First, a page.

Overthinking

The Path of Music #2 – Judgment and the Inner Dialogue

Posted on Posted in Simon's Corner

I noticed that, while I was trying to understand the various parts of ego, its main way of showing up is through the judgment: criticizing the others, complaining about a situation or asking more to ourselves are still a matter of judgment.

Focusing on music, criticizing the other musicians means judging them based on their musical skills. Complaining about a certain musical situation means judging it wrong and dangerous for your own career or for the career of music professionals. Asking more to yourself as a musician means judging yourself inadequate and not good enough to expose yourself in public.

I asked myself then: “Is judgment totally negative?”. I always thought that judgment could be useful to better yourself.

I’m going to explain it better with some examples.

  • If I judge wrong the fact that certain venues don’t treat artists like they deserve, I could decide not to play there and I could avoid a devaluating culture of music.
  • If I see a not so good musician not being appreciated by the audience, I can understand what to avoid in order to better myself, by judging what’s wrong in what he is doing.
  • If I am judgmental with myself, I can better myself and I can aspire to become a better musician.

I also noticed that by inverting the whole thing I could take the positive aspect of being judgmental. For example, I can positively judge those venues who give value to the musicians, I can learn from musicians better than me and even when I grow my self-esteem I notice that I play in a better way.

I started then to think that the negative part of judgment was simply about the waste of time. It seemed that it was not the judgment by itself creating problems, but the time you lose while you criticize, while you complain or all this stuff instead of doing things.

For a musician this means, simply: talk less, play more. It was there, simple and straight… how could I never notice it before?!

Anyway I couldn’t say that I didn’t dedicated a lot of time to better myself, also I saw a lot of friends and colleagues who, using positively their judgment, were not always getting where they wanted to.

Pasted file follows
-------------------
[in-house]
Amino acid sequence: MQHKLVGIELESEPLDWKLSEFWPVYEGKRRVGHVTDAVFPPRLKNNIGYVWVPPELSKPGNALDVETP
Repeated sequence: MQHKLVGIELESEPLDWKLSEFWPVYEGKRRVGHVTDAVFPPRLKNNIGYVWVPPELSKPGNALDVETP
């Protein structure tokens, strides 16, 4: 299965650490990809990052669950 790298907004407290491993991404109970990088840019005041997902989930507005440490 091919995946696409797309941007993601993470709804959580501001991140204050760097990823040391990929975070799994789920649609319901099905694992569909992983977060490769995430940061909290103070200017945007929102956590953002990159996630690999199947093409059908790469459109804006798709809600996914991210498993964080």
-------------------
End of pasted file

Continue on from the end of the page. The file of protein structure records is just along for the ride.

Where was the real negative part of judgment then?

Well, have you ever thought about something else while practicing? Have you ever had your head full of thoughts while you are playing in a show and, because of that, you made some little mistake, just because you were not 100% focused on what you were doing? Or maybe you were very anxious before going on stage, because you were frightened of make mistakes during the show and being judged by the audience. Again maybe you are doing a lot to better the musical situation and you are not seeing any result. In general, have you ever been on holiday or trying to relaxing around, but you couldn’t live the moment at full because your head was full of thoughts?

Ok, all those things happened to me. Thanks to these occasions, I noticed that the negative part of the judgment is in that sort of inner dialogue taking place in our head. Constantly distracting us from what we are doing: being used to judging, positively or negatively, is so deeply into us that it starts a stream of thoughts on what is right or wrong for us. It’s not depending on the nature of our thoughts, we are continuously making judgments. The problem is that we are never able to stop those thoughts, making us living badly. In these conditions it’s very hard to take some effective actions to better our life and, in case of musicians, our musical career. Based on this I then discovered that almost every spiritual path gives to the ego a constant mental activity, bringing men to suffering. It’s almost like the ego works in us like a sort of voice “speaking” to our head, stopping us to being in complete contact with reality. Going past the ego could be a way to “turn off” that voice.

This sounded incredible and fascinating to me!

At first it seemed impossible to me. Turning off your “thinking”. Also because, at some point, while reasoning on this theory, I got into a “mental loop”: if I was thinking about stop thinking, it was like my thought was trying to stop itself, or was it like I was trying to turn off myself? I was not able to understand where was I and where were my thoughts. Before completely losing my mind with this paradox, I asked myself: “Where do thoughts and judgments come from? Why do they exist? Can we live without them?”

The fun part is that I was “thinking” about all these things while I was studying some songs on the drums! I realized that probably it was the case to understand better what this is all about, before I started thinking more than I was playing. What do you “think”?

Don’t “think” while playing, otherwise you could end up wanting to start an inner growing path ;)

…the research continues…

Leave a Reply